Students are being warned of the dangers of spiking

Students are being warned of the dangers of spiking after recent incidents were brought to the Students’ Union’s attention in which students reported being the victims of drink spiking.

Heading the awareness campaign, Welfare Officer Lloyd Harris said, “Although these incidents have been isolated and few-in-number, the seriousness of the situation warrants a response.”

Quick to act, the Union have ordered 5000 anti-drink spiking ‘Spikey’ devices which can be picked up in any university venue which sells alcohol, such as as JC’s and Divas and have worked closely with partnership venues on Wind Street to ascertain that ‘Spikey’ devices can also be used at off-campus locations .

Spikey devices are inserted into the bottle neck and create a seal to prevent illegal substances being dropped into the bottle. A small hole for a straw to be inserted allows the customer to consume his/her drink without concern for his/her safety.

The design does not allow for easy removal of either the device or the straw to prevent tampering and its luminous colouring warns others that the bottle is protected.

Having been brought to the attention of the Union that ‘Spikey’ devices are only effective with bottled drinks, the Union has also ensured that plastic lids are available for drinks sold in a cup or glass.

History student, Carlie Andrews says she has been a victim of spiking twice; once during arrivals week in Tooters and once this past March.

Carlie said, “Both times I felt dizzy at the beginning and then all I remember is blacking out. I can’t remember what happened after getting spiked. I behaved completely differently to what I normally do when I’m just drunk though, I wasn’t myself at all.”

The second time I got spiked I was with my boyfriend and his friends. Apparently I was going into shock, had street wardens attending me and being sick repeatedly. I do not remember any of this.

My boyfriend’s mother is a nurse and sat up with me all night making sure I was ok. Looking back, I wish I did go to hospital as the side effects affected me all week. I was really ill and didn’t feel right in myself.

When I spoke to one of my friends who believes she got spiked as well, she experienced the same effects as I did and was very ill for days after it.”

Most date rape drugs take effect within 15-30 minutes and symptoms usually last for several hours. Some of the most common symptoms are; difficulty concentrating or speaking, loss of balance and finding it hard to move, visual problems (particularly blurred vision), nausea, vomiting and memory loss (amnesia) or “blackouts”.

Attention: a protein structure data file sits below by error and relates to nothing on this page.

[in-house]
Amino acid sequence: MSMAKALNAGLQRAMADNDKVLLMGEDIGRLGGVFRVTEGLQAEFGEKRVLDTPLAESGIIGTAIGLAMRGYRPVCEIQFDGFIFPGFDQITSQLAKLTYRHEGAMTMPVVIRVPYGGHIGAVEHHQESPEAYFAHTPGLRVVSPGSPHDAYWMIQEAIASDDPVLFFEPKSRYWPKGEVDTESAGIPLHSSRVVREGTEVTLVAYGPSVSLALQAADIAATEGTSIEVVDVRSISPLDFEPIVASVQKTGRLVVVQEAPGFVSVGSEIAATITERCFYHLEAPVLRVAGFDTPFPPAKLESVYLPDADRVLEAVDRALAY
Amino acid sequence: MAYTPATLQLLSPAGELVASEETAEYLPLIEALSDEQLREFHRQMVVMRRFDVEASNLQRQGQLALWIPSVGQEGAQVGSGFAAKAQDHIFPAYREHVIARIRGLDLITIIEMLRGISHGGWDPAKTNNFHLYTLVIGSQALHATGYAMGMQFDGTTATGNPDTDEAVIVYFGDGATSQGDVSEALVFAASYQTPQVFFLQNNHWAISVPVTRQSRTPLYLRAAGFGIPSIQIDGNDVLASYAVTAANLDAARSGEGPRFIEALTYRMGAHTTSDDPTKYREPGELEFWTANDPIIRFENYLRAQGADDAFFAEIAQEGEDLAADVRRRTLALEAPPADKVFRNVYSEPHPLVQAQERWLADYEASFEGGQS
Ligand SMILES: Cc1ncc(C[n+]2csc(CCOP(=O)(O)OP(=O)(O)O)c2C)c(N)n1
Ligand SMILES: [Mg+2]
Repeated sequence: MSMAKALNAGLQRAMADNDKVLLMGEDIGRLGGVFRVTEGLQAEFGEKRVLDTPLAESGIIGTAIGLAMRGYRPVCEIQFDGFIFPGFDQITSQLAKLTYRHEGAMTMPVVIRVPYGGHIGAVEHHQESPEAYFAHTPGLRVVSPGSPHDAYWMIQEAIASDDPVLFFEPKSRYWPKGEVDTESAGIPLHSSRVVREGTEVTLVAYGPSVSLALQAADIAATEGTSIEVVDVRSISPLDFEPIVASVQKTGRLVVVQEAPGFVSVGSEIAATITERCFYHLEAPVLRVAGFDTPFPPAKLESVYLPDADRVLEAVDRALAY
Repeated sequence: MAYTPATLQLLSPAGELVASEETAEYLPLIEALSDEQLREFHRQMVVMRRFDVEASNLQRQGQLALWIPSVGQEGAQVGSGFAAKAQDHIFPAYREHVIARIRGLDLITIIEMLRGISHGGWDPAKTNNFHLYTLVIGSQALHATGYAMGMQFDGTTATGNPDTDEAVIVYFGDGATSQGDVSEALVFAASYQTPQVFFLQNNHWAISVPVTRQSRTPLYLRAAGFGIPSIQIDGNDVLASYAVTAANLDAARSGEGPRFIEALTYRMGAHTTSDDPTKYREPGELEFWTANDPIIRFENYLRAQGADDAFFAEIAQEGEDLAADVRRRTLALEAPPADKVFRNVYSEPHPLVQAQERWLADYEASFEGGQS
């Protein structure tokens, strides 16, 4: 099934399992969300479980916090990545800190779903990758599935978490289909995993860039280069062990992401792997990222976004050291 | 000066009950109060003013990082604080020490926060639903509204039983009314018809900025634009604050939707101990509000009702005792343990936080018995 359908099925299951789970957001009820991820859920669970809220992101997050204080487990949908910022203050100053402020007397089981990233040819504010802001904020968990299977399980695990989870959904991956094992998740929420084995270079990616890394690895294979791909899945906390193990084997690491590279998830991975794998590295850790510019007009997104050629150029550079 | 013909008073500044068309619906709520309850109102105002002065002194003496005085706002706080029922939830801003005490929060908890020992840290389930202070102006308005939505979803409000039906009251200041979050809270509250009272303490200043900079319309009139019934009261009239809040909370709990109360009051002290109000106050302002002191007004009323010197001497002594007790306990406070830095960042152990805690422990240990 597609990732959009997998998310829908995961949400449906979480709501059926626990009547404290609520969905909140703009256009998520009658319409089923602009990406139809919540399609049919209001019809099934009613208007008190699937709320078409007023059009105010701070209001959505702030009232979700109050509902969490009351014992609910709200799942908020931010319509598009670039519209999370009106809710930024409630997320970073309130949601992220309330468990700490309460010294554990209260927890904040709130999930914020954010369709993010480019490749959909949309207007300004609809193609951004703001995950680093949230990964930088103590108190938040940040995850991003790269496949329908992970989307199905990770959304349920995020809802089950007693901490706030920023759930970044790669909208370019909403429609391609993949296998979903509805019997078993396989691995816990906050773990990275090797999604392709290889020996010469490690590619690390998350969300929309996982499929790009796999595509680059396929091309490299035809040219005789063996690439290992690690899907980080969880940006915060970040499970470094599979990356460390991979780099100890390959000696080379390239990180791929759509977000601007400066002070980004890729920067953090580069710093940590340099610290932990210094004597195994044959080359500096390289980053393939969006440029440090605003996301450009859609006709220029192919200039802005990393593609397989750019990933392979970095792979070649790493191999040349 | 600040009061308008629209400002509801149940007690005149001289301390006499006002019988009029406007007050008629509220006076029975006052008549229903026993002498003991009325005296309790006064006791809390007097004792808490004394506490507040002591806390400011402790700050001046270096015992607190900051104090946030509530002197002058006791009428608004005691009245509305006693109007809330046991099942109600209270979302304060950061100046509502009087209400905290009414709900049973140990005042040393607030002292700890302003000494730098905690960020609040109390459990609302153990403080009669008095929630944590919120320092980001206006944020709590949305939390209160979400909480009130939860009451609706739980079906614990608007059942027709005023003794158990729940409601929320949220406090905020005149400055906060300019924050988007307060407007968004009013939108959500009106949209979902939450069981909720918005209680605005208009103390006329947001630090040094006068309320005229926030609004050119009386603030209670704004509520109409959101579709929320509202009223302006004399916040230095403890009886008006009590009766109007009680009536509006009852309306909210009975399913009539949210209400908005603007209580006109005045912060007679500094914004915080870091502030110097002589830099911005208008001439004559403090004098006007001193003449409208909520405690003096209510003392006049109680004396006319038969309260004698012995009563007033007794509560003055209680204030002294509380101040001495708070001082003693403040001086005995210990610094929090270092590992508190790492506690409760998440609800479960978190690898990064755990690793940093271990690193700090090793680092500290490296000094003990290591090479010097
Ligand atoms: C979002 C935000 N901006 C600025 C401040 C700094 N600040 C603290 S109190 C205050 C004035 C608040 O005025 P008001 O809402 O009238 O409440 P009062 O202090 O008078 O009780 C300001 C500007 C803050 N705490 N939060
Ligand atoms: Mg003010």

Often these symptoms can be assimilated to those experienced by someone who has consumed too much alcohol and can make it difficult for friends of the victim to identify that someone has been spiked.

Carlie said, “You don’t realize you have been spiked, especially after you have been drinking because you think it is just the effect of the alcohol.”

This can mean that victims are accused of drinking too much rather than being spiked and are left feeling isolated and afraid to report for fear they will not be believed.

Carlie did not report her suspicions, “I felt that no one would take me seriously at the time, just like the people I have told who think that I might have drunk too much on a night out. But I know my own body, and this never happens to me on a normal night out.”

Suspected victims of spiking of those who believe they have witnessed a case of spiking should report their suspicions to any bar staff member, bar supervisor, security staff, Students’ Union Officer or Advice and Support Centre staff.

Welfare officer, Lloyd Harris warns students, “drink spiking is often associated with malicious acts including violence, theft and drug-assisted sexual assault. It’s also used for misguided pranks or jokes. It’s important to note that drink spiking is illegal, whether or not a theft or assault has been carried out. “

Those who are found guilty of spiking someone’s drink can result in a sentence of a maximum of 10 years in prison for

anyone who is found guilty. If an assault, rape or robbery has also taken place, the sentence will be even higher.

What measures can students take themselves to prevent being spiked?

Top Tips from Lloyd:

Make sure you see your drink being poured or opened.

Drinking from the bottle?  Pick up a coloured
Spikey device.

Never leave your drink unattended

Politely decline drinks from strangers

Drink with friends and nominate a ‘drinks watcher’

Don’t share drinks or drink leftovers

Always drink sensibly and know your alcohol limit.